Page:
Pope Benedict XVI: A gentle teacher, a great defender and an intellectual force

Regarded as one of the greatest Catholic theologians of the 20th century, Pope Benedict XVI, the 264th successor of St. Peter, will leave behind a legacy as a great teacher who had to walk in the wake of one of the greatest popes in history, Saint John Paul II.

A man willing to make his mark on history, he became one of the few popes in history to ever relinquish their position as head of the Catholic Church and was described as the main intellectual force in the Church since the mid-1980s.

Pope Benedict XVI, 95, died at 9.34 am on 31 December 2022 at Mater Ecclesiae Monastery in the Vatican.

During his life, he witnessed first-hand the rise and fall of the Nazi Party in his native Germany, and helmed the Catholic Church during a period of intense social change through the 21st century.

He expressed a desire to become a cardinal when he was just five-years old, and joined the seminary at just months after his 18th birthday. Ordained as a priest in 1951, he would go on to spend a large part of his vocational life as a professor and theologian.

He was a gifted teacher of the faith, authoring 66 books. He was bestowed eight honorary doctorates during his lifetime.

Benedict was a major figure within the walls of Vatican City for a quarter of a century before his election as Pope in 2005, serving as Prefect of the Sacred Congregation for the Doctrine of the Faith for 25 years, promoting and defending Catholic doctrine, particularly on issues of birth control, homosexuality and inter-religious dialogue against an increasingly secular culture.

He served as vice-dean and then dean of the College of Cardinals, celebrating the funeral mass of Pope John Paul II.

Elected pope in the twilight of his life, he became the oldest person elected to the papacy in close to 300 years. Given the age he took on the role, he didn't travel as often and widely as that of his predecessor Pope John Paul II, who was two decades younger when he first took charge of the Church in 1978 and was subsequently the most travelled pope.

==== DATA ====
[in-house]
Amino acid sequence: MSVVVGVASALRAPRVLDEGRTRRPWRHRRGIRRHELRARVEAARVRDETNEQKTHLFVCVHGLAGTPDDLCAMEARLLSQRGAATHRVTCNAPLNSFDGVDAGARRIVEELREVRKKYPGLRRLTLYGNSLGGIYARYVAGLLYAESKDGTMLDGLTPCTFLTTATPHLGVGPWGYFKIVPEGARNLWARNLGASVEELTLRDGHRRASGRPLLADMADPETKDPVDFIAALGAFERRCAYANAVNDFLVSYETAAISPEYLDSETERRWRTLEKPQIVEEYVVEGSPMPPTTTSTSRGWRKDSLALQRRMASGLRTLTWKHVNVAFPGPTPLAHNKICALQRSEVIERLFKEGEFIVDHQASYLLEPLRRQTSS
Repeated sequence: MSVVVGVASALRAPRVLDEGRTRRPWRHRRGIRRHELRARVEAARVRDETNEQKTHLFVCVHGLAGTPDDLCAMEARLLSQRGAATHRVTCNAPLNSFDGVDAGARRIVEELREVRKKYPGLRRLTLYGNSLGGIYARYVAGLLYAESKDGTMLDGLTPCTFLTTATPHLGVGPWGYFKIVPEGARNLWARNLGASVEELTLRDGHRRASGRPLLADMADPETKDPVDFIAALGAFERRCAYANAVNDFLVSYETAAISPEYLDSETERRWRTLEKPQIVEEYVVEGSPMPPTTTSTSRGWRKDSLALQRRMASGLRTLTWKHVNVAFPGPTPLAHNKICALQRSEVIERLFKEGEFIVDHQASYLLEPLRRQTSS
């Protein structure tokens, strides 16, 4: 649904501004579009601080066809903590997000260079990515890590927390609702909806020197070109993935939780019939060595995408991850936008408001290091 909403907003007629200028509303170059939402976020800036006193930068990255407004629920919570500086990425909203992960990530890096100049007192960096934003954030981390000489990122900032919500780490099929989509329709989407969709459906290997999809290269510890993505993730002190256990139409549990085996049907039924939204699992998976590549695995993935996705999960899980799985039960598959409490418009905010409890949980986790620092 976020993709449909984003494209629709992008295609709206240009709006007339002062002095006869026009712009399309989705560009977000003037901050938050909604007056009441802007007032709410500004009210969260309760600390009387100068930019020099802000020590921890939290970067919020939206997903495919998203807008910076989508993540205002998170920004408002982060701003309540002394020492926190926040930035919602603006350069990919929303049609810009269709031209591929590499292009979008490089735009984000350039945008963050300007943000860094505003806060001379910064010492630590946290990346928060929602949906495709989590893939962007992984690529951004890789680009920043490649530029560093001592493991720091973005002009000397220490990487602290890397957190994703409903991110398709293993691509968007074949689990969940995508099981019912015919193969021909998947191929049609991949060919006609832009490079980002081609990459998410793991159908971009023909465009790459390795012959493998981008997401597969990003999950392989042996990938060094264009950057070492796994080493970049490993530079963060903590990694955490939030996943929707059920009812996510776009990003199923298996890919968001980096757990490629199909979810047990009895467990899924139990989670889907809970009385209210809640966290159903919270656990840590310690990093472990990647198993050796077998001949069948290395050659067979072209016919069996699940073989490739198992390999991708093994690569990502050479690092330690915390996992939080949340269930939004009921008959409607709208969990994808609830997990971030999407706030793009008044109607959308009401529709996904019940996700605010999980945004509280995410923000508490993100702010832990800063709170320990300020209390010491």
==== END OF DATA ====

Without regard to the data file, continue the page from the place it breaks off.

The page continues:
However Benedict's apostolic journeys included Mexico and Cuba, Africa, Asia, the Middle East, UK and Australia.

Benedict and Pope John Paul II were of very different styles, the latter developing an enduring relationship with young people around the world, and leaving the great legacy of World Youth Day.

Benedict, theologian and scholar, served the Church with humility, gentleness and dignity.

Taking on the name Benedict, he wished to emulate the work of Pope Benedict XV, who courageously guided the Church through turbulent times of war. He said he wished to place his ministry in the service of reconciliation and harmony between peoples.

A man of refined sartorial taste, he was known as “the pope of aesthetics”. It was the distinctive garb of a visiting cardinal when he was just a child that first kindled the fire of his vocation.

In adopting a style of dress more akin to pope of the 19thCentury, Benedict opted to embrace the tradition which he so vigorously defended. His red Moroccan leather shoes became a hallmark of his papacy and his at times opulent fashion sought to embody the splendour, beauty, and mystery of the liturgy.

Despite his age, Benedict also took steps to connect with emerging technology, joining social networking website Twitter under the handle @Pontifex in 2012.

He will be fondly remembered by Australian Catholics for his attendance at World Youth Day 2008 in Sydney, celebrating mass in front of around 500,000 people and delivering an historic apology for clergy child sex abuse.

Despite this apology, his leadership of the Church’s handling of historic sex abuse cases would be a distinct criticism of his papacy.

While his predecessor had been acclaimed for his outreach and unity, Benedict bore the brunt of intense criticism over the Church’s handling of sex abuse cases although he was the first pope to formally apologise to Catholics for sex abuse of priests and bishops in a 2010 letter to Irish Catholics.

However he sought to maintain the confidentiality of internal church investigations into accusations made against priests, a move which was construed by some as promoting a coverup.

He would face allegations in 2022 of mishandling four abuse cases as Archbishop of Munich, for which he expressed shame and asked for forgiveness.

His unwavering faith,deep conviction and towering intellect will always be linked to the scourge of clerical sex abuse and his abdication.